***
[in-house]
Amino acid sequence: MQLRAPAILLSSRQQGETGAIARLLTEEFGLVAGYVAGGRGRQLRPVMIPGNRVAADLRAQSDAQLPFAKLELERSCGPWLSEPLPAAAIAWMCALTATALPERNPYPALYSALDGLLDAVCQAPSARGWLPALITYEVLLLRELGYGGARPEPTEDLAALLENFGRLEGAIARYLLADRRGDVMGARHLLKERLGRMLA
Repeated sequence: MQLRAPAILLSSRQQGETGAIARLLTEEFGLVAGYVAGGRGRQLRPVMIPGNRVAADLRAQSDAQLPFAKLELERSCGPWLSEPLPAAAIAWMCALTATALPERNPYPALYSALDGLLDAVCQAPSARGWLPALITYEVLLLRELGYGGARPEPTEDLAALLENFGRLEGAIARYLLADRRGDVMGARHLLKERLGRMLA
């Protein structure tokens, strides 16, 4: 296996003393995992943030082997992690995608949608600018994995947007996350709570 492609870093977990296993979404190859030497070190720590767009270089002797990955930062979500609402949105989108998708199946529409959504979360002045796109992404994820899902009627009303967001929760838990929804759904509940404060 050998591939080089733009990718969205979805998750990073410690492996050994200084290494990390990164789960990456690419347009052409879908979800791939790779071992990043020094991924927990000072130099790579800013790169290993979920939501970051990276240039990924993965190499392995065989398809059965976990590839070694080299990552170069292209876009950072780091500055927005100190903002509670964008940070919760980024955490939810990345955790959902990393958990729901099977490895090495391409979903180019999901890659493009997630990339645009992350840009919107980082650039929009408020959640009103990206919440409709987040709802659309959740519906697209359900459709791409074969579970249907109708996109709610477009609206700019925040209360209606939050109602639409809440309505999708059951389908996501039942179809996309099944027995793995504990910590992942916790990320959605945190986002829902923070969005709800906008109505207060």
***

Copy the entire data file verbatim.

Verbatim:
[in-house]
Amino acid sequence: MQLRAPAILLSSRQQGETGAIARLLTEEFGLVAGYVAGGRGRQLRPVMIPGNRVAADLRAQSDAQLPFAKLELERSCGPWLSEPLPAAAIAWMCALTATALPERNPYPALYSALDGLLDAVCQAPSARGWLPALITYEVLLLRELGYGGARPEPTEDLAALLENFGRLEGAIARYLLADRRGDVMGARHLLKERLGRMLA
Repeated sequence: MQLRAPAILLSSRQQGETGAIARLLTEEFGLVAGYVAGGRGRQLRPVMIPGNRVAADLRAQSDAQLPFAKLELERSCGPWLSEPLPAAAIAWMCALTATALPERNPYPALYSALDGLLDAVCQAPSARGWLPALITYEVLLLRELGYGGARPEPTEDLAALLENFGRLEGAIARYLLADRRGDVMGARHLLKERLGRMLA
């Protein structure tokens, strides 16, 4: 296996003393995992943030082997992690995608949608600018994995947007996350709570 492609870093977990296993979404190859030497070190720590767009270089002797990955930062979500609402949105989108998708199946529409959504979360002045796109992404994820899902009627009303967001929760838990929804759904509940404060 050998591939080089733009990718969205979805998750990073410690492996050994200084290494990390990164789960990456690419347009052409879908979800791939790779071992990043020094991924927990000072130099790579800013790169290993979920939501970051990276240039990924993965190499392995065989398809059965976990590839070694080299990552170069292209876009950072780091500055927005100190903002509670964008940070919760980024955490939810990345955790959902990393958990729901099977490895090495391409979903180019999901890659493009997630990339645009992350840009919107980082650039929009408020959640009103990206919440409709987040709802659309959740519906697209359900459709791409074969579970249907109708996109709610477009609206700019925040209360209606939050109602639409809440309505999708059951389908996501039942179809996309099944027995793995504990910590992942916790990320959605945190986002829902923070969005709800906008109505207060």